See Which Credit Cards Offer Bonuses

Best Credit Card Bonuses

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How I Got $3,800 Worth of Free Flights

At the time of this story, I was still a travel rewards credit card beginner. Yet despite my inexperience, my husband and I earned 10 free flights that year by paying for our home repair with a credit card. Here's how it worked:

  1. We earned two credit card sign-up bonuses: As mentioned, we earned 30,000 Rapid Reward Points each and two coveted Southwest Companion Passes. The spending requirement for each bonus was $4,000. So we split our $8,000 home repair bill and paid for it with our two new cards.
  2. Our rewards redemption saved us $1,700: My husband and I cashed in around 60,000 Southwest Rapid Rewards points for two free domestic plane tickets. With our Companion Passes, our two children joined us for free. (We each paid around $10 for taxes.)
  3. We used our Companion Passes for six more free flights: In addition to that initial trip, our family of four took three more flights that year. Each time, our two children flew for free. We got an estimated $2,100 in additional value out of those six free flights.

In total, our family enjoyed around $3,800 worth of free travel thanks to the rewards we earned paying for our home repair with credit cards.

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Why I Use Credit Cards for Almost Everything

I pay for every expense possible with a credit card. That includes day-to-day spending, monthly utilities (when accepted) and major expenses like home repairs. Once, I even bought a car with my credit card. And I use a credit card to pay for medical bills too.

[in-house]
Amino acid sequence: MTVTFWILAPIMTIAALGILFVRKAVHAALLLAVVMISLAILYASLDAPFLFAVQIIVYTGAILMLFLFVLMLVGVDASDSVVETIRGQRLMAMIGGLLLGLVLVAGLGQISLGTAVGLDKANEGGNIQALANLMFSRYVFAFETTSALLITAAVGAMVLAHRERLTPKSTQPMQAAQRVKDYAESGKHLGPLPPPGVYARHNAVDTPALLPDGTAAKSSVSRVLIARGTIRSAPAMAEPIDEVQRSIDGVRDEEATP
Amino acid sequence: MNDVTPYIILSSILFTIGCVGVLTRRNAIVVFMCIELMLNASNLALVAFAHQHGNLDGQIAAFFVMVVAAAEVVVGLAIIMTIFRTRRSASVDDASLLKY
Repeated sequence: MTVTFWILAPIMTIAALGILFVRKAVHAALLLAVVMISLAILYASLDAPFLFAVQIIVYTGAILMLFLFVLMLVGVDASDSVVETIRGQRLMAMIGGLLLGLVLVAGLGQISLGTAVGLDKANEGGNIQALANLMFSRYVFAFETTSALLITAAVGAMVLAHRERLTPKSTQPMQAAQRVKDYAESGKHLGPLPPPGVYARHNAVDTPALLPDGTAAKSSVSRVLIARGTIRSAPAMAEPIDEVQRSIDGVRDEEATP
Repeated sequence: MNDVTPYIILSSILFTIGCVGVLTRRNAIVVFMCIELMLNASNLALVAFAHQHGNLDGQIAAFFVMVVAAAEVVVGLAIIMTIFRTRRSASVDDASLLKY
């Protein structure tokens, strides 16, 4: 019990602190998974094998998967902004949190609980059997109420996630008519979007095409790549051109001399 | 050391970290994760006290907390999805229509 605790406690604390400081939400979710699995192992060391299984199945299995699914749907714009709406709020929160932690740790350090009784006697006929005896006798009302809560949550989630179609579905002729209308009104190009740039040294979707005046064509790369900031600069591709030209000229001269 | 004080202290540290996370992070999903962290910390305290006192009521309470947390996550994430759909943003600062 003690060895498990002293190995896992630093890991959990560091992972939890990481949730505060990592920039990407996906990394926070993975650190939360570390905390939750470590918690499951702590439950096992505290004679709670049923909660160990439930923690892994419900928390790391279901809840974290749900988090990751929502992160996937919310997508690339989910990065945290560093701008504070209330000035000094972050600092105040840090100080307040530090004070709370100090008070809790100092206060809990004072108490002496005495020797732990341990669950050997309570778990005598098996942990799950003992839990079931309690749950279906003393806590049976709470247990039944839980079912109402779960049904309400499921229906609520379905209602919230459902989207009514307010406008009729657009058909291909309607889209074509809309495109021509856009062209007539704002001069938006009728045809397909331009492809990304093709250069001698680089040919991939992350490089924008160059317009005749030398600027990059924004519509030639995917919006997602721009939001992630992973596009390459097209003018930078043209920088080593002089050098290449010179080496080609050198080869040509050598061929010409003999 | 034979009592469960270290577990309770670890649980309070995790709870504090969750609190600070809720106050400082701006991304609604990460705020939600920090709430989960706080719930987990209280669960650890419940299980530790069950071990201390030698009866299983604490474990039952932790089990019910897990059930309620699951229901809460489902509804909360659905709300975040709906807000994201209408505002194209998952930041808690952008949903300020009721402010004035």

There are three reasons I pay for purchases—both big and small—with a credit card:

  • To earn rewards: You can probably guess the first reason from this story. I like earning credit card rewards for the things I need to buy anyway.
  • To get better fraud protection: Credit cards protect me better than cash or debit cards because they come with price protection and let me dispute fraudulent charges when needed. And if I lose my card or someone steals it, my personal liability is capped at a much lower level thanks to federal protections.
  • To build credit: My credit card issuers report my account history to the three credit bureaus each month. As long as I keep my credit utilization levels low and my payments on time, those credit cards help me maintain good credit that I can rely on when I need to apply for new financing in the future.
ML

Michelle Lambright Black

Michelle Black is founder of CreditWriter.com and HerCreditMatters.com. Michelle is a leading credit card journalist with over a decade and a half of experience in the financial industry. She’s an expert on credit reporting, credit scoring, identity theft, budgeting, small business, and debt eradication. Michelle is also a certified credit expert witness and personal finance writer.